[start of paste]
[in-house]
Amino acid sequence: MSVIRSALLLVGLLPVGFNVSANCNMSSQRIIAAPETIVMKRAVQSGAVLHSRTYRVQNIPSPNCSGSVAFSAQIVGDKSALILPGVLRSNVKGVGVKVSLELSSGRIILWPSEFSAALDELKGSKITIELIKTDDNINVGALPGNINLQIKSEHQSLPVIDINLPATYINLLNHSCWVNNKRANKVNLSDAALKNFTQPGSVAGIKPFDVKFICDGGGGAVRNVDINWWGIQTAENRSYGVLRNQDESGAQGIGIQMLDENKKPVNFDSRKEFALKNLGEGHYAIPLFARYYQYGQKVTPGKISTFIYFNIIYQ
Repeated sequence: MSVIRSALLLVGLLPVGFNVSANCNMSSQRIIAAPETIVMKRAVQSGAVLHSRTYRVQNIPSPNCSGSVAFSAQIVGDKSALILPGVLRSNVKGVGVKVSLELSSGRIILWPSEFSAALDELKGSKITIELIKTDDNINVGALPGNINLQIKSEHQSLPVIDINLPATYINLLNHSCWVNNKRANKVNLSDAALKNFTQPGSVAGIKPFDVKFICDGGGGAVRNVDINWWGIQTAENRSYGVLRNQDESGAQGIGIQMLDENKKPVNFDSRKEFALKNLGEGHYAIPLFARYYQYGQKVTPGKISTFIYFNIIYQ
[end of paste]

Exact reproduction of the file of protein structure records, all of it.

[in-house]
Amino acid sequence: MSVIRSALLLVGLLPVGFNVSANCNMSSQRIIAAPETIVMKRAVQSGAVLHSRTYRVQNIPSPNCSGSVAFSAQIVGDKSALILPGVLRSNVKGVGVKVSLELSSGRIILWPSEFSAALDELKGSKITIELIKTDDNINVGALPGNINLQIKSEHQSLPVIDINLPATYINLLNHSCWVNNKRANKVNLSDAALKNFTQPGSVAGIKPFDVKFICDGGGGAVRNVDINWWGIQTAENRSYGVLRNQDESGAQGIGIQMLDENKKPVNFDSRKEFALKNLGEGHYAIPLFARYYQYGQKVTPGKISTFIYFNIIYQ
Repeated sequence: MSVIRSALLLVGLLPVGFNVSANCNMSSQRIIAAPETIVMKRAVQSGAVLHSRTYRVQNIPSPNCSGSVAFSAQIVGDKSALILPGVLRSNVKGVGVKVSLELSSGRIILWPSEFSAALDELKGSKITIELIKTDDNINVGALPGNINLQIKSEHQSLPVIDINLPATYINLLNHSCWVNNKRANKVNLSDAALKNFTQPGSVAGIKPFDVKFICDGGGGAVRNVDINWWGIQTAENRSYGVLRNQDESGAQGIGIQMLDENKKPVNFDSRKEFALKNLGEGHYAIPLFARYYQYGQKVTPGKISTFIYFNIIYQ